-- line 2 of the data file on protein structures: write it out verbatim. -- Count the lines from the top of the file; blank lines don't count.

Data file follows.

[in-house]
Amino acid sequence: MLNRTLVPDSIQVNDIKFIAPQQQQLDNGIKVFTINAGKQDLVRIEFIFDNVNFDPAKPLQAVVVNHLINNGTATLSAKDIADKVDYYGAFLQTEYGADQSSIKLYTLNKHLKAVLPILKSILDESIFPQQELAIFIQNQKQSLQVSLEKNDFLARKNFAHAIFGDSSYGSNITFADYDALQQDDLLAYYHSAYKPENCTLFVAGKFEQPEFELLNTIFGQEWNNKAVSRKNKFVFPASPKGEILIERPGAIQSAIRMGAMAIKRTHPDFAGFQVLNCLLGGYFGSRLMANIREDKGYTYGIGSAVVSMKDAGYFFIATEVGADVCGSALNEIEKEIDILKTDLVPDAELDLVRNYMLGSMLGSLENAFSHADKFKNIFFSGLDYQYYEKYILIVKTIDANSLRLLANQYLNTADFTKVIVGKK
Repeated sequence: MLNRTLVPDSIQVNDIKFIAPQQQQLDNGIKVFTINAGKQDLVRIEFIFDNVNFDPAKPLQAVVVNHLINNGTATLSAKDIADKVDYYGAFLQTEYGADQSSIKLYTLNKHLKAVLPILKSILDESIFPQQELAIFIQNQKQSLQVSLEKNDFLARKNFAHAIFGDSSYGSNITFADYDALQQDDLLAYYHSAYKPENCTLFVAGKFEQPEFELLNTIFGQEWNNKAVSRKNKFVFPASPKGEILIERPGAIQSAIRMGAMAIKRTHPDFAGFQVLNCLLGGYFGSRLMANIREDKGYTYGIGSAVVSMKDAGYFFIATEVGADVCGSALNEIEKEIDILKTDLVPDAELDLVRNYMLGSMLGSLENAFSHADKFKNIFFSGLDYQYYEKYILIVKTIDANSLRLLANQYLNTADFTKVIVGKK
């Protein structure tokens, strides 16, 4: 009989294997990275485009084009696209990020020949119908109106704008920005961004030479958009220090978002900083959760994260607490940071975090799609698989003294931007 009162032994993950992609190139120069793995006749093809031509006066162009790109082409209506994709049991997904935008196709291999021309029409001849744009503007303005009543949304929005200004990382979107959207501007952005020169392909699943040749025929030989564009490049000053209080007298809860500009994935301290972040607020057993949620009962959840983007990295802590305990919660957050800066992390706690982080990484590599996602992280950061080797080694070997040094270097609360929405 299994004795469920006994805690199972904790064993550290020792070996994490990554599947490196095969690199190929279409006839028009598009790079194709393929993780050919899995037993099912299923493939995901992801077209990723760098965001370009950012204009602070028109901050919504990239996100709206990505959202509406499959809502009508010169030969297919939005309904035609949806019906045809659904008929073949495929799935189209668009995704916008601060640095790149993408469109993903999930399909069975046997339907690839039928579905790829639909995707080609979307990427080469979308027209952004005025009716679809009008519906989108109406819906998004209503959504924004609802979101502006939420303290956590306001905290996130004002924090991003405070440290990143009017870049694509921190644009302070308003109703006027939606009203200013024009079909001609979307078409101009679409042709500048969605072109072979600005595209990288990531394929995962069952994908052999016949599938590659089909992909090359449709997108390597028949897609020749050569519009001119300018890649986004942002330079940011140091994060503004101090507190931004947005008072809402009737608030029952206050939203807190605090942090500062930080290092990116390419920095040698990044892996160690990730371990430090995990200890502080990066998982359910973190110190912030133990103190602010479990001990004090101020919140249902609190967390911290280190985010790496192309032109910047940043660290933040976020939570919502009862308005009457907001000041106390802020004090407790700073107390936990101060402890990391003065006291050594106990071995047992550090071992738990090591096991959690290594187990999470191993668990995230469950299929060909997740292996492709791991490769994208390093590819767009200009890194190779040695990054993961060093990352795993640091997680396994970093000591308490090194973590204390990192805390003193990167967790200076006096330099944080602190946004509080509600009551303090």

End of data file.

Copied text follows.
Amino acid sequence: MLNRTLVPDSIQVNDIKFIAPQQQQLDNGIKVFTINAGKQDLVRIEFIFDNVNFDPAKPLQAVVVNHLINNGTATLSAKDIADKVDYYGAFLQTEYGADQSSIKLYTLNKHLKAVLPILKSILDESIFPQQELAIFIQNQKQSLQVSLEKNDFLARKNFAHAIFGDSSYGSNITFADYDALQQDDLLAYYHSAYKPENCTLFVAGKFEQPEFELLNTIFGQEWNNKAVSRKNKFVFPASPKGEILIERPGAIQSAIRMGAMAIKRTHPDFAGFQVLNCLLGGYFGSRLMANIREDKGYTYGIGSAVVSMKDAGYFFIATEVGADVCGSALNEIEKEIDILKTDLVPDAELDLVRNYMLGSMLGSLENAFSHADKFKNIFFSGLDYQYYEKYILIVKTIDANSLRLLANQYLNTADFTKVIVGKK